Thursday, July 08, 2010


Just a reminder that the first Open Rights Group conference is only a couple of weeks away. ORG say:
"We'll have training sessions about how to lobby your MP and more volunteer workshops. There'll also be discussions on the state of UK politics after #GE2010 and why this is a key moment to push harder for reform on digital issues from surveillance to copyright to DRM. The keynote speaker will be James Boyle, a founder of the modern movement to recognize, protect, and grow the intellectual commons. Sessions will include
  • James Boyle on the future of copyright, in London especially for this talk
  • Thriving in the Real Digital Economy: Cory Doctorow talks and then chairs a panel of artists.
  • Digital Economy Act: What's Next? (Tom Watson, Eric Joyce, Julian Huppert)
  • What is the 'Right to Data'? (Heather Brooke, Rufus Pollock)
  • Opening up the Data Protection Directive: Can of Worms or Opportunity
  • Dismantling the Database State (NO2ID, ARCH, Big Brother Watch) 
  • Theft! A History of Music (Jennifer Jenkins)
  • ACTA: A Shady Business (La Quadrature du Net, Becky Hogge)
The central London venue is well-served by public transport. These pages will help you travel to ORGCON by bus, underground (tube) and rail.

We want to help delegates with places to stay in London so let us know your needs. For now, you could try couch surfing!"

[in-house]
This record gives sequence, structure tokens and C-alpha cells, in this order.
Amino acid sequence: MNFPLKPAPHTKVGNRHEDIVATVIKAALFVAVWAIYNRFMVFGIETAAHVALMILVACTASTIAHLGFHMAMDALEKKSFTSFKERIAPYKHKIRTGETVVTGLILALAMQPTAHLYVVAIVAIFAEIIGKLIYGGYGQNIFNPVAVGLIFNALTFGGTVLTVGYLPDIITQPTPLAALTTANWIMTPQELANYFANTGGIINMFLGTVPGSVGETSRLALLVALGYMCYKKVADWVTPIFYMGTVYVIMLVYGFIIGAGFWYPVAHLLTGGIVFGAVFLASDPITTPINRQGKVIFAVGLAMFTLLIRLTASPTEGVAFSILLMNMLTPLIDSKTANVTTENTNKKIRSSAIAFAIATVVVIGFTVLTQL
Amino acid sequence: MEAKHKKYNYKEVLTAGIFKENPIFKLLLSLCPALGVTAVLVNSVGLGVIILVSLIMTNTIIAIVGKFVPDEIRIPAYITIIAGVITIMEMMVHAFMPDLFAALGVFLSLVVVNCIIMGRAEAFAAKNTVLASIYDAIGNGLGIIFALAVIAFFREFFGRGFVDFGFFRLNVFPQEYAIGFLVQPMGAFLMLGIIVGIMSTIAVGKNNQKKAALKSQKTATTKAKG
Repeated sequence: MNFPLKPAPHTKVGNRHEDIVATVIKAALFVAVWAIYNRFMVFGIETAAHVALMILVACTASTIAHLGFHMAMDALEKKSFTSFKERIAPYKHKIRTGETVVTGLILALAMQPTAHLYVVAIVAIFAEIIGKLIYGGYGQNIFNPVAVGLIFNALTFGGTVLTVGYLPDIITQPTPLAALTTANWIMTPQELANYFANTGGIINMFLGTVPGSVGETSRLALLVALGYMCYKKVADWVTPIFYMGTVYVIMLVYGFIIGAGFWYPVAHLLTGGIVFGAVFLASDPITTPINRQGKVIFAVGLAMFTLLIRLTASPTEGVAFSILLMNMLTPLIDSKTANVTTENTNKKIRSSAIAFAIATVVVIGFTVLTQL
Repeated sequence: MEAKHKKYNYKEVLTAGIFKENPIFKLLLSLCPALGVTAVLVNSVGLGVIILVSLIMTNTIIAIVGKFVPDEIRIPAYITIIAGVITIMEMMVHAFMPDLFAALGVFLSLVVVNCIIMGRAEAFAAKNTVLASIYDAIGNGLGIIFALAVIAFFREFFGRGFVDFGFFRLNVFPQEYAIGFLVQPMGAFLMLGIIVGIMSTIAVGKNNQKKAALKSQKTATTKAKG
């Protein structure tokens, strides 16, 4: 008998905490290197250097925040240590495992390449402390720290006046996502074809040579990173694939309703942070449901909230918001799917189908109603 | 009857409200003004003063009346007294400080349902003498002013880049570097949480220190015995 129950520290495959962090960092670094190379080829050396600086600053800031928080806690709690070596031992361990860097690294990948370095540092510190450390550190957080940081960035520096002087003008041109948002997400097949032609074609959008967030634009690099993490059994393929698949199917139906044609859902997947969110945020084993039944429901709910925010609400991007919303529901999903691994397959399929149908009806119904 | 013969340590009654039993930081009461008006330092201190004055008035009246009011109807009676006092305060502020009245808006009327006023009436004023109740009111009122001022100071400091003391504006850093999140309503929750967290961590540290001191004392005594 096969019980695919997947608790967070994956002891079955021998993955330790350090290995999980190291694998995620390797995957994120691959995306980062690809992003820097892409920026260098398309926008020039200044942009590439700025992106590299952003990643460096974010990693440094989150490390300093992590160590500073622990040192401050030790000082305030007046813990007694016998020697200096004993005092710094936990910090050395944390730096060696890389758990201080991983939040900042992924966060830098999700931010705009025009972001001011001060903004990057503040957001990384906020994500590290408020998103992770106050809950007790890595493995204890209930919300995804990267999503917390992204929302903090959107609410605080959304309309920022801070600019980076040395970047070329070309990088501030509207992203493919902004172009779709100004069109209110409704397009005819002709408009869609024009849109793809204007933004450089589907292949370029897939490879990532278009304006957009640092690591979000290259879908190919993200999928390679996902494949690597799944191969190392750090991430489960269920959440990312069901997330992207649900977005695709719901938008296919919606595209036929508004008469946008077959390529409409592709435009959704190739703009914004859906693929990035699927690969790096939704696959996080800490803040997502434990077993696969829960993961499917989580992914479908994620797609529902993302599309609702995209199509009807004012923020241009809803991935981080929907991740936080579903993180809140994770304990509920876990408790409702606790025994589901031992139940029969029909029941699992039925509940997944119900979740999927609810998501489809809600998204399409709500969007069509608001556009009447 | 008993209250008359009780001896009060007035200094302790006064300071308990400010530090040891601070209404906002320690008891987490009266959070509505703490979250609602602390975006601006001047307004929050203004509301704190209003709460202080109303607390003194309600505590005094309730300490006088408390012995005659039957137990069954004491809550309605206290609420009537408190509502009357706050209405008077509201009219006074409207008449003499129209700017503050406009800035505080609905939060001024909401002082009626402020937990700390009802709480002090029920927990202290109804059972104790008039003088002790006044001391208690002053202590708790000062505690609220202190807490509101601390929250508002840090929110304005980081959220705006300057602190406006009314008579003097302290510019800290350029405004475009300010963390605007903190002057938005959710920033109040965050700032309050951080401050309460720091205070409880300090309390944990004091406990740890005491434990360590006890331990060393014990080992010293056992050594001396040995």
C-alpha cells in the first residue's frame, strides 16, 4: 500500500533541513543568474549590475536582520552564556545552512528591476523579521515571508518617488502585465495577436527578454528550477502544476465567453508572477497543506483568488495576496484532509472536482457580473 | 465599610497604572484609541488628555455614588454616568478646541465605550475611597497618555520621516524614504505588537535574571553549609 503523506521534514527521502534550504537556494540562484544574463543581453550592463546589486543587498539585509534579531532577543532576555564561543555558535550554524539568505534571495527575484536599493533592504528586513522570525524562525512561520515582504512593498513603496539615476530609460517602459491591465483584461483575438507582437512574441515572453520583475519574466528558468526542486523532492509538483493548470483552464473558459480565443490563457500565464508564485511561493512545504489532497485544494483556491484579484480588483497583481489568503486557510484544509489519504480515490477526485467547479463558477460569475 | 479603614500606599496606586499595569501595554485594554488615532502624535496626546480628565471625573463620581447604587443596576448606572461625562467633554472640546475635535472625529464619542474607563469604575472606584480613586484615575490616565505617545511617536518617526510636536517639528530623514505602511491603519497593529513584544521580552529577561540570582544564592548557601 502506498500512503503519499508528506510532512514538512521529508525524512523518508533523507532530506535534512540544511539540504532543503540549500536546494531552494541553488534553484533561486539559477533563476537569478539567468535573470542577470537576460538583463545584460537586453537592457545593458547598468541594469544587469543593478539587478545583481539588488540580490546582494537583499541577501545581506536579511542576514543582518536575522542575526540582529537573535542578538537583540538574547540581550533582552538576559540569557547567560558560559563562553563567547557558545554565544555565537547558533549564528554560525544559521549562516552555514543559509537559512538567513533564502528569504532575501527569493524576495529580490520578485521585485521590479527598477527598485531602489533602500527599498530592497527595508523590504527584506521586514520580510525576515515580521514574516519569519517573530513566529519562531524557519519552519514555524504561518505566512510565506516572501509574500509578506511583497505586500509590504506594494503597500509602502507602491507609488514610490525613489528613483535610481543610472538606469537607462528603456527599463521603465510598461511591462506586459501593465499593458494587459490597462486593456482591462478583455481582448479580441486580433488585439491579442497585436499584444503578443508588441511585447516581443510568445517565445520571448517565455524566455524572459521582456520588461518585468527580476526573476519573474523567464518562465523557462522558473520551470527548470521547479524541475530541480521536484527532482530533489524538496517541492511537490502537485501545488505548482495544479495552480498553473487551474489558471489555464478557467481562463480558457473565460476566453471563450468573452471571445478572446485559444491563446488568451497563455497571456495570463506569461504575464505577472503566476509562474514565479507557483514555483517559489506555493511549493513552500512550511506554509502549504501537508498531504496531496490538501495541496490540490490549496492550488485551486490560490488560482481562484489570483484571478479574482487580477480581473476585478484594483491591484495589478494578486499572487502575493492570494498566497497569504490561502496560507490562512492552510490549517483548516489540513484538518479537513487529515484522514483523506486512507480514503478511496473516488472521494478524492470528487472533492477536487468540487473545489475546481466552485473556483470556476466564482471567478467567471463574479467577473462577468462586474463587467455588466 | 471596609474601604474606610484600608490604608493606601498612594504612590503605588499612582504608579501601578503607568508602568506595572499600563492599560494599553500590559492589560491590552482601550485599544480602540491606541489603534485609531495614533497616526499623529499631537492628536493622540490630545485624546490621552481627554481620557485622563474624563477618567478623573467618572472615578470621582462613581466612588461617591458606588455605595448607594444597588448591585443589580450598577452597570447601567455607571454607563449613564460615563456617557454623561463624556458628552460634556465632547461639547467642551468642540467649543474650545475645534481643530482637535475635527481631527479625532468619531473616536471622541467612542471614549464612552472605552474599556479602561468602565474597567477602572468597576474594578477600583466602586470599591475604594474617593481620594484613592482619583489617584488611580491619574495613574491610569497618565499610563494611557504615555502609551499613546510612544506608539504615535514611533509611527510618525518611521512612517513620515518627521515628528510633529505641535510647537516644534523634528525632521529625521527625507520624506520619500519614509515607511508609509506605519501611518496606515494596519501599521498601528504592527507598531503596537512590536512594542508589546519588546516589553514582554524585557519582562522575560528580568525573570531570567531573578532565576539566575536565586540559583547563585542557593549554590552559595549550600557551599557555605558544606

That's an impressive line up and I wish I could be there but personal committments dictate otherwise. They have 300 delegates booked up already to hear a very impressive range of speakers including James Boyle, Cory Doctorow and Tom Watson, Jennifer Jenkins and there'll be contributions from Liberty, NO2ID and Big Brother Watch.

Monday, July 05, 2010

Curing maths phobia

I've stuck the software version of the maths phobia cure I spoke about at GikiiV in Google docs.

and Andres will hopefully be making it available on the Gikii website shortly too.

It comes with a creative commons attribution, non commercial, share alike licence.  Tony Nixon developed the game and Karen Shipp produced the software. Both are gifted teachers.

I'm afraid it's Windows based (the OU was exclusively WinTel in the days we produced this stuff) but we'd be delighted if someone wants to adapt for Mac and Linux and other platforms.

In addition to the algebra game that I demonstrated at GikiiV it also covers a few extra things like circles, radians, degrees, angles and triangles, discounted cash flow and interest, brackets and substitution - basic numeracy we used to teach in our old Open University T102 Living with Technology course.

To try it you just need to download the zipped files, extract them (with WinZip or equivalent) to a single folder on your PC, double click on num3.exe and away you go.

The pre-test covers a range of stuff - it does a basic assessment of where the user is and then recommends parts of the old T102 course the student should study and which parts of the (CAL) software they should work through.

If you just want to start straight in with the counters game, then click on 'Section' and '1 Introduction to the game' and off you go.  We've been using this game at the Open University to cure algebra phobias for many years and as far as I know it has never failed in the classroom. I'd be interested in hearing readers experiences with it